Q: How Can I Help My Teen Transition Smoothly to High School?
The transition to high school is rough for most teens, but kids with ADHD may feel the environmental (and social) shakeup more strongly than their peers. Here’s what parents can do to make high school prep easier for a nervous teen.
Q: “My child is going into high school next year, and I know the new environment is going to shake things up. How can I help prepare her for the new location and responsibilities?”
Some teens don’t worry about the transition, while others are petrified by the uncertainty. In the weeks or months leading up to the transition, have conversations with your child to find out where her feelings falls on the spectrum.
Help your teen anticipate what she might encounter at the new school, and develop a script for each likely scenario. This exercise can be especially helpful for kids with anxiety. You can talk through, “What do you think might happen?” or, “If this happens, what might you say to yourself?” Having responses in mind can provide reassurance for worried teens.
You know what going to a new school is like, and your teen doesn’t, but that doesn’t guarantee that she will listen to advice from mom or dad. As an alternative, search out one friendly person in the new school – a guidance counselor, a teacher, or an older student – who will sit down with your child, and say, “Here’s what I wish I knew when I went from eighth grade to high school.”
Try to maintain schedules and routines that worked in middle school whenever possible.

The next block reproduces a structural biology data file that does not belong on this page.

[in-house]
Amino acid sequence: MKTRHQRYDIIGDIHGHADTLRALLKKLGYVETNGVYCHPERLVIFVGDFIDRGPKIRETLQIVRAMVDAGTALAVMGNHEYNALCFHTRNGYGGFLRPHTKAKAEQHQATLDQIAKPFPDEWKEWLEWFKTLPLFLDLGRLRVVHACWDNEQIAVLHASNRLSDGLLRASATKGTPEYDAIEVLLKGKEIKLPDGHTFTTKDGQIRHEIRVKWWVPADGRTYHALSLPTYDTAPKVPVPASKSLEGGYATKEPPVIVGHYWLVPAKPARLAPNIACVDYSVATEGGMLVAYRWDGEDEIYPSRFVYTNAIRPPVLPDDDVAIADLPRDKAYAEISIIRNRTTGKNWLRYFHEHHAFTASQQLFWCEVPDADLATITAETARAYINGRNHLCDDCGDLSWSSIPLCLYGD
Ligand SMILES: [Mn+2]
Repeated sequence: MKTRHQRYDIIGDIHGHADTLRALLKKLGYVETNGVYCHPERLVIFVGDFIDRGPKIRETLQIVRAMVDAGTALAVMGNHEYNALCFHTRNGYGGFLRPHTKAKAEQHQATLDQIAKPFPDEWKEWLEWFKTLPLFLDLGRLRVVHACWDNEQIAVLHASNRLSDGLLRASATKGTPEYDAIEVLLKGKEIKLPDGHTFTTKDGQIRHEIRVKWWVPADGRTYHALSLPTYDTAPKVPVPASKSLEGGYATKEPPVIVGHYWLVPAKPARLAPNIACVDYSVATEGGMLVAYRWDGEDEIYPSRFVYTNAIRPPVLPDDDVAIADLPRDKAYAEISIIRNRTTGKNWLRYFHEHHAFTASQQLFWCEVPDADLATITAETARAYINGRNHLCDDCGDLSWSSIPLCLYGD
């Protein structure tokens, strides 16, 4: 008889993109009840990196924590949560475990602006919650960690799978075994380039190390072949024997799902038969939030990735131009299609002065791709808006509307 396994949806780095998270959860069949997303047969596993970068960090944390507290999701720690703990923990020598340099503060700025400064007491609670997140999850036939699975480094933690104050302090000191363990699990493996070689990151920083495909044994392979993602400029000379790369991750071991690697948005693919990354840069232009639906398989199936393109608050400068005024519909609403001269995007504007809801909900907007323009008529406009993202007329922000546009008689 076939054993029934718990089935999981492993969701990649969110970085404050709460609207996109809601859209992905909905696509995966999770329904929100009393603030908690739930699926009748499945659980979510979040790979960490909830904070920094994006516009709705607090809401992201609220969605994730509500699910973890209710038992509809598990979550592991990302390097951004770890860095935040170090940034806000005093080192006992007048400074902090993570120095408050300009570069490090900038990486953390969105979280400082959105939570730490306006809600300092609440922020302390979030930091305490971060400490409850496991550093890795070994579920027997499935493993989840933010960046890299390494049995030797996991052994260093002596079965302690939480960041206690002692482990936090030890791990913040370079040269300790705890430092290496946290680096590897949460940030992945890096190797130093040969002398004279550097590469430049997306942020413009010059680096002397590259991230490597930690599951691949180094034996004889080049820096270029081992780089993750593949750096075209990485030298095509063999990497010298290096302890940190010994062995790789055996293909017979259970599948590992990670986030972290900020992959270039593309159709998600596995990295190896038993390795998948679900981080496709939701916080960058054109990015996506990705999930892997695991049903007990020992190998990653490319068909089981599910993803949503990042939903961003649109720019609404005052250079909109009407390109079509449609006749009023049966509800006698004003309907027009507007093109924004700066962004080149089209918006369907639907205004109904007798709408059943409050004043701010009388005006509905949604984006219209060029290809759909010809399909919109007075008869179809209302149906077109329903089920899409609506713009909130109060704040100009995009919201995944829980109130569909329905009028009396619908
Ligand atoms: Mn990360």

Coordinate a daily check-in with the school guidance counselor or resource room teacher for the first three months of school. Gradually taper off the emails, phone calls, or visits after that if your child is doing fine.
Schools often wait too long — until the kid falls apart — to offer resources. If your teen has a 504 plan or IEP, frontload supports at the beginning of the year.
Peg Dawson, Ed.D., is a member of the ADDitude ADHD Medical Review Panel.
The opinions are suggestions presented above are intended for your general knowledge only and are not a substitute for professional medical advice or treatment for specific medical conditions. You should not use this information to diagnose or treat a health problem or disease without consulting with a qualified healthcare provider. Please consult your healthcare provider with any questions or concerns you may have regarding your own or your child’s condition.
Updated on November 14, 2019